"We continue to get our opportunities to score and we just can't score," manager Mike Redmond said. "That's just where we're at. We've been watching this all year. It's frustrating. We continue to get guys in situations and we're just not able to drive a runner in."
The Marlins had scoring chances ripe for the taking in the seventh, eighth and 10th innings, but continue to struggle to drive in runs.
In the seventh, the Marlins knotted up the score at 3, but Jeff Mathis grounded into a double play with the bases loaded to end the inning.
In the eighth, Adeiny Hechavarria reached third against White Sox reliever Jesse Crain, who hadn't surrendered a run in 17 2/3 innings. Marcell Ozuna kept Crain's streak alive by grounding out to short.
Then in the 10th, with runners on first and second, Marlins third baseman Placido Polanco grounded into a double play. And Miami was lucky it even had a chance in the 11th inning. First-base umpire Angel Hernandez called Alex Rios out at first on a play that would have won the game in the bottom of the 10th.
Miami decided to intentionally walk the bases loaded with one out to get to Rios, who owns the longest current hitting streak (18) in the Majors. He hit a chopper into the heart of the infield for a double-play opportunity and narrowly beat the throw to first. Hernandez called Rios out, and play continued for one more inning, in which the Marlins sputtered and Keppinger closed out the game.
"It's those guys' job to drive in runs," Redmond said. "They get paid to drive in runs. Obviously, we don't get the job done. I don't know what happens."
Miguel Olivo's sacrifice fly in the seventh was the only run the Marlins managed after Derek Dietrich's two-run home run in the fourth inning.
John Danks mowed down the nine of the first 10 batters he faced in his first start since May 19, 2012, but it's been difficult to keep Dietrich off the basepaths since his callup to the Majors on May 8. The rookie has successfully reached base in all 13 of the games he's played, and he blemished Danks' line for two runs.
That home run stood up until the bottom of the fifth inning, when the White Sox tallied their first two runs. Keppinger grounded out to drive in a run and then catcher Hector Gimenez continued the South Siders' recent stretch of productive two-out hitting with an RBI single to drive in third baseman Conor Gillaspie.
Marlins starter Tom Koehler, who was seeking the first win of his career, shook off a third-inning comebacker he took beneath his shoulder blade.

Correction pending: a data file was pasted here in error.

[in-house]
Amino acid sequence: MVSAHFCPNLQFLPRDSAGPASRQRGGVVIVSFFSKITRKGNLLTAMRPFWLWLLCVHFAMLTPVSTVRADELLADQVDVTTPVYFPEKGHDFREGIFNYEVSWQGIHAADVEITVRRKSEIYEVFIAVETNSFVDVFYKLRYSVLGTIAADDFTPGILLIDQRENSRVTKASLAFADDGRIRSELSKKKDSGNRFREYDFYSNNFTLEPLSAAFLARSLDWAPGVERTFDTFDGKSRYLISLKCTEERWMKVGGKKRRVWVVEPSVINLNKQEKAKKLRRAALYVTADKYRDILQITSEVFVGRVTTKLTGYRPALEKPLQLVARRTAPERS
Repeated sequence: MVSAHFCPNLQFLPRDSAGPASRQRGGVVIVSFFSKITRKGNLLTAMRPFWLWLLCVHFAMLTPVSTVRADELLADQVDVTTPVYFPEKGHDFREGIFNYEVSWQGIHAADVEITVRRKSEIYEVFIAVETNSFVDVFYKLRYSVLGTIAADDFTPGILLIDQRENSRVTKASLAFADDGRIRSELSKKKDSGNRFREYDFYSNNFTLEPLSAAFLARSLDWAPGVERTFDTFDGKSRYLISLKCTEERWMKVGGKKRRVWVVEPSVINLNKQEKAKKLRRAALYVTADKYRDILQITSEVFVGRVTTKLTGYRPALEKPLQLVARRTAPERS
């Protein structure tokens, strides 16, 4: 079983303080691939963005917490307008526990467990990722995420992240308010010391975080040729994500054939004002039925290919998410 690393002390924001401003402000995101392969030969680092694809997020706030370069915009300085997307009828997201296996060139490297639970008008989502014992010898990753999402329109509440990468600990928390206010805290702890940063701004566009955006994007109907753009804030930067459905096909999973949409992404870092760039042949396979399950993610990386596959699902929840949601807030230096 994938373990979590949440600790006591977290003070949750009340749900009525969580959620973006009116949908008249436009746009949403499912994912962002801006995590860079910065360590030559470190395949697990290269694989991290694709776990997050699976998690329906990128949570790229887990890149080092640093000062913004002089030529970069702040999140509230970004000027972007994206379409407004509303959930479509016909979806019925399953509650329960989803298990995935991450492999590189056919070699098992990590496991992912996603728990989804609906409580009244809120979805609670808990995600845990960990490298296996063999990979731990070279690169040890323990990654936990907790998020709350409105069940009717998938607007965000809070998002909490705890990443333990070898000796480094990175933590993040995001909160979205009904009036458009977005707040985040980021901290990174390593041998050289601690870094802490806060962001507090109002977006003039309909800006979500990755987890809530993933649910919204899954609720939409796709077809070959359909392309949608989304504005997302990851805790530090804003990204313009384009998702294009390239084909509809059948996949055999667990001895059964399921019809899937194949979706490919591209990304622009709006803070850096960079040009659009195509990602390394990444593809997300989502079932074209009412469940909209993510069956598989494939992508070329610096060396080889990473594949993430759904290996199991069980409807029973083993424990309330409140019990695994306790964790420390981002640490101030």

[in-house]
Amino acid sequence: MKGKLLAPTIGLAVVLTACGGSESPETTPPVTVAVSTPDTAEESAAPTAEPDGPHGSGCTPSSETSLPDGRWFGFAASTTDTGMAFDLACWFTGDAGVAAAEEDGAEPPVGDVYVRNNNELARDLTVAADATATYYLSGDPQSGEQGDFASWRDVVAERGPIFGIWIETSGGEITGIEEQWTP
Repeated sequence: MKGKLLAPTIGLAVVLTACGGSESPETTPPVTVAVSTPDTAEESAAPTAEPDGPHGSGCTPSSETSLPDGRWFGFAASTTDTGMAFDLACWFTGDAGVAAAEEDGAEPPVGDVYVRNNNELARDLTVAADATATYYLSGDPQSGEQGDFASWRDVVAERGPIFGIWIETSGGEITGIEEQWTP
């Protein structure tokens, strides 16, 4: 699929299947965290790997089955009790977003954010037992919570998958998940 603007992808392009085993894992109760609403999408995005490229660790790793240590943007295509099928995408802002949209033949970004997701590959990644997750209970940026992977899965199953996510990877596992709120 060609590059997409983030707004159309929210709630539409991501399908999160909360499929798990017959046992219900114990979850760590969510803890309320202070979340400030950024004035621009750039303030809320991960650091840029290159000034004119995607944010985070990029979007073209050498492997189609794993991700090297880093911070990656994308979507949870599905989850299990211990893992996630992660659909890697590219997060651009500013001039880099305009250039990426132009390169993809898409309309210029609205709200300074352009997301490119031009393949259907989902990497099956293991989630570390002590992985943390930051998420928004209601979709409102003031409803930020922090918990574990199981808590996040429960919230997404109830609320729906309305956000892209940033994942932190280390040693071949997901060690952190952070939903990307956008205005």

The right-hander is no stranger to having batted balls come his way. He took a line drive to the face during his first college start in his freshman year at Stony Brook University and needed 10 stitches to keep his right ear from falling off. His college manager put him in the game two days later as a reliever to "shake the rust off." On Friday, he said he thought back to that moment right as he turned away from the ball coming toward him.
"You're just thankful it's not the head," he said. "Any time it's the back like that, you realize it's pretty close to taking it off the face. You gather yourself to make the next pitch more than you really do to shake off the pain of getting hit in the shoulder."
Koehler said the ball that hit him didn't affect his pitching, although he did expect it to leave a bruise. For the majority of his start, Kohler looked strong in his second straight quality outing. The rookie shut down the White Sox for the first four innings, but he left the game shortly after Paul Konerko spoiled his chances at his first Major League win with an RBI single in sixth inning that gave the White Sox a 3-2 lead. Over six innings, Kohler allowed three runs on six hits and struck out three.
"Guys have pitched their butts off," Redmond said. "Guys are almost having to pitch perfect just to keep ourselves in a game, and that's tough to do in the big leagues, especially against good lineups. I thought Tom did a good job going out and attacking the zone. He really just had that one inning where he gave up a couple runs."
Danks finished with a similar line as Koehler, and although he didn't get the win, it was a celebratory moment for the White Sox clubhouse. Chicago saw one of its leaders return to the Majors after arthroscopic surgery cut Danks' season short in 2012. Danks threw six innings and held the Marlins to four hits and three runs.
"Going into the game, if you told me I would go six [innings] and three [earned runs], that would have been good," Danks said. "I felt great. I felt really good. I felt like I was able to make the ball move and do what I wanted to do for the most part. There were a few pitches I would like to have back."
Outside of the home run, Danks twirled a solid game against Miami's youthful lineup. He and Koehler dueled back and forth until the White Sox finally caught up to the rookie right-hander in the fifth inning. Koehler's ERA is 3.17 in his three starts since switching over from the bullpen on May 12.
But once again the Marlins couldn't back Koehler's effort when they needed a big hit, the story of not only the game but also the season.
"Obviously, the guys aren't trying for that," Redmond said. "But it's happened a lot."